Tag Archives: investor protection

Letters to Regulators: Letter to the SEC and CFTC on Proposed Amendments to Form PF

AFREF sent a letter in support of proposals from both the Securities and Exchange Commission and Commodity Futures Trading Commission that would provide the agencies and by extension the Financial Stability Oversight Council with additional information from the $18 trillion private fund industry related to: more specific details about their holdings in digital assets, more granular data around derivatives and swaps that reference corporate debt and information about the base currencies their holdings are denominated in. Such information will help regulators ensure that they have a clearer picture into the holdings and risks posed by the $18 trillion private fund industry in order to be able to react proactively to any risks that may threaten the financial system.

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Letters to Regulators: Letter to the SEC in Response to Request for Comment on Certain Information Providers Acting as Investment Advisors

AFREF sent a letter to the Securities and Exchange Commission supporting its proposal to treat index providers as investment advisers given the many traits of index providers that resemble investment advice.

Such proposals are necessary as index funds have grown to become a multi-trillion dollar industry but one whose decisions to include or exclude issuers from the indices, and which many fund managers must closely follow, remain opaque and feature a number of conflicts-of-interest. 

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Letter to Regulators: Letter Commenting on the SEC’s Proposal on Money Market Reforms

AFREF sent a letter to the Securities and Exchange Commission supporting its proposals to reform Money Market Mutual Funds to better protect investors and the financial system. Money Market Mutual Funds have now been bailed out by policymakers twice in the last 12 years and benefit from paying higher interest rates above bank deposits without being subject to the same investor protection and safeguards as them.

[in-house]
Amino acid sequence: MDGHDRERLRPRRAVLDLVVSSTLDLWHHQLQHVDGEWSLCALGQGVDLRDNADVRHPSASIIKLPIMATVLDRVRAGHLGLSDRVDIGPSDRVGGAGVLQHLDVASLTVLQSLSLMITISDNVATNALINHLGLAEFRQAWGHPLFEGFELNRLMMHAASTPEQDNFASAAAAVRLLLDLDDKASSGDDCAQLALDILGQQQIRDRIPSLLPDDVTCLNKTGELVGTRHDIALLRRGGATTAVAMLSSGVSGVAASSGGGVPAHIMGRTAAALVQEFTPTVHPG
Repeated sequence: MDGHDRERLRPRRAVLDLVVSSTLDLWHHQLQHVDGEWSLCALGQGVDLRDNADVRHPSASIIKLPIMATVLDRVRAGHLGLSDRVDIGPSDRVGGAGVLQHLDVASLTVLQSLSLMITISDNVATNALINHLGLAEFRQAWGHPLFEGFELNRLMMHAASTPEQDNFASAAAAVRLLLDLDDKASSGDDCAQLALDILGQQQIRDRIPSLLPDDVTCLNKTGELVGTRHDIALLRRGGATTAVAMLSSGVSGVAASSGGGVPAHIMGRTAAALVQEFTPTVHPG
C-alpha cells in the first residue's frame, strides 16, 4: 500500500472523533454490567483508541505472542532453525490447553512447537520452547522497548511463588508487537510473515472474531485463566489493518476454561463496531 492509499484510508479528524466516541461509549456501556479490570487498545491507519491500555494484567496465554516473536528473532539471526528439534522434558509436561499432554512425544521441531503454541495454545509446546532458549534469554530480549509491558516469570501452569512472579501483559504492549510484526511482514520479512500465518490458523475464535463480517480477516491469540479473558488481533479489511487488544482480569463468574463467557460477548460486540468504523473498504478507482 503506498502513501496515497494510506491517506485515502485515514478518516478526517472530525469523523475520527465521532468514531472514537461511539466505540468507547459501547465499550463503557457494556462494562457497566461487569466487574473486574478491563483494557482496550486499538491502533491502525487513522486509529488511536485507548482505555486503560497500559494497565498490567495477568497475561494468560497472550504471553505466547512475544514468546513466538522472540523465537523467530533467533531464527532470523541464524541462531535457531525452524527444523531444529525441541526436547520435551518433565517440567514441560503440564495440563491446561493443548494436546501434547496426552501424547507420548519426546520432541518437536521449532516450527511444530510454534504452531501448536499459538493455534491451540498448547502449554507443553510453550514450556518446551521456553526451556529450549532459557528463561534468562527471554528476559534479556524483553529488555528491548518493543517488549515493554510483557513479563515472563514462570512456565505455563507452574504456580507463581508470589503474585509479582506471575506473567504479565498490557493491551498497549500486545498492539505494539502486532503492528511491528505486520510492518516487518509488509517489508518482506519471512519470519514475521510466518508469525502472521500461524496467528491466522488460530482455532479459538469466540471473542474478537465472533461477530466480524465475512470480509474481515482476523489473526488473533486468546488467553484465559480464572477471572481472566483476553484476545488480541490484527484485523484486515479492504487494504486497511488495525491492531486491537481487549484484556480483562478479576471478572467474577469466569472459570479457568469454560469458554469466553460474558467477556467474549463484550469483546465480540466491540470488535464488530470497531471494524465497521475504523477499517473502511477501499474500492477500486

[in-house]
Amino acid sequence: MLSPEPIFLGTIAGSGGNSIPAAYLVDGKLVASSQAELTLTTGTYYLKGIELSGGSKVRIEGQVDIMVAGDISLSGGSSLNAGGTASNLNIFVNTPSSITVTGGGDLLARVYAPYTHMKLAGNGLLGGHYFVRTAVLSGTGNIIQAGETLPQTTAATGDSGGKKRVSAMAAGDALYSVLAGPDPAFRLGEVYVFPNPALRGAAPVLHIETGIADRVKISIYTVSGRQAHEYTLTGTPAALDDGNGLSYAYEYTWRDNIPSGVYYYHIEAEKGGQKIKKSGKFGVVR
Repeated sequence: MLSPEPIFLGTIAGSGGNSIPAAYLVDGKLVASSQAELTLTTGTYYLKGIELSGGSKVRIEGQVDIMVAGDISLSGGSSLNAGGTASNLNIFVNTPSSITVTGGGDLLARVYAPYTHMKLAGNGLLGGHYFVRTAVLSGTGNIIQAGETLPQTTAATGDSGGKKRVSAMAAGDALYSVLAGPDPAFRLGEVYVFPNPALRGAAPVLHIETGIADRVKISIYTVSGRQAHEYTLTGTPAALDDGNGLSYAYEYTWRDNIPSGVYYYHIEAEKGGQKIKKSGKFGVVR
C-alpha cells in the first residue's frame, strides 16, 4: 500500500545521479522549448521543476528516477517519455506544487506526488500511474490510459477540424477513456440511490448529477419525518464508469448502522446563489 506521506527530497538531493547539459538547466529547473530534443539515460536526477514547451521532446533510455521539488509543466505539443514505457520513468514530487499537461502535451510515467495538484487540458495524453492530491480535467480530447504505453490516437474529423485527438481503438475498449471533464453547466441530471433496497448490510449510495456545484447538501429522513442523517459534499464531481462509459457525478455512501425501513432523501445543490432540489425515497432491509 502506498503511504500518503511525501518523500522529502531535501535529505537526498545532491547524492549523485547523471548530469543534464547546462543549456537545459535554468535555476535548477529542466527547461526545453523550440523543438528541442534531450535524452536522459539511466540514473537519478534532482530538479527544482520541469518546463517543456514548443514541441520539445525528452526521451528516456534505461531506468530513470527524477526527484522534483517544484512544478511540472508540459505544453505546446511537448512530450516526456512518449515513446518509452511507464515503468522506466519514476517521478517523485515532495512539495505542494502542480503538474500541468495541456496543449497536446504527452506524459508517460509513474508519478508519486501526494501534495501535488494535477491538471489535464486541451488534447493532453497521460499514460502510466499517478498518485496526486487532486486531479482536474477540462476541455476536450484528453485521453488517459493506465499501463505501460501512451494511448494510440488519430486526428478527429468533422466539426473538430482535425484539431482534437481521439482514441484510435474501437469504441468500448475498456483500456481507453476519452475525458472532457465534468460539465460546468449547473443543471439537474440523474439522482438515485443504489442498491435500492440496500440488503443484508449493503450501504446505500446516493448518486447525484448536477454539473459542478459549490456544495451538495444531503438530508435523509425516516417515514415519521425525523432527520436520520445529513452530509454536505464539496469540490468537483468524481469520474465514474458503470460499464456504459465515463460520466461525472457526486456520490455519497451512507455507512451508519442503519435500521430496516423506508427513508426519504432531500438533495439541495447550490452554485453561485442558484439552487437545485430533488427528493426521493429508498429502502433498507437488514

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Letters to Regulators: Letter to the SEC on Stock Buybacks

AFREF led a letter with thirteen organizational signatories commenting in support of a rule proposed by the Securities and Exchange Commission that would significantly increase the transparency of stock buybacks.  A central component of the proposed rule is daily disclosures of stock buybacks.  (Current disclosure requirements are only quarterly.)  In the comment letter, we commend the SEC on the proposed rule and make recommendations to further strengthen protections against market manipulation and insider trading that we believe would improve long-term financial stability and growth.

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Letters to Regulators: Letter to the SEC on Corporate Governance Implications of Securities Lending

AFREF sent a letter commenting on the Security and Exchange Commission’s proposed rule to increase the transparency and efficiency of the securities lending market. Having already commented in support of the proposed rule, we submitted an additional comment to address its corporate governance implications. The securities lending market—as it pertains to equity shares—has important corporate governance implications, as investors cannot vote shares on loan. In our comment, we recommend the Commission enhance the proposed rule’s public disclosures to give investors the tools they need to ensure the securities lending practices of asset managers and retail brokers do not interfere with investors’ role in corporate governance.

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Letters to Regulators: Comment Letter Supporting the SEC’s Proposal to Expand Position Disclosure Requirements via Form PF

AFREF sent a comment to the Securities and Exchange Commission supporting the agency’s proposal to expand position disclosure requirements (via Form PF) for both hedge funds and private equity funds. Many of the disclosure exemptions were formed when both types of funds were fractions of the size they are today and would give the SEC and by extension, the Financial Stability Oversight Council (FSOC) critical information to prevent the uncertainty and threats to financial stability that we saw with Long Term Capital Management in 1999 as well as the financial crises of 2008 and March 2020.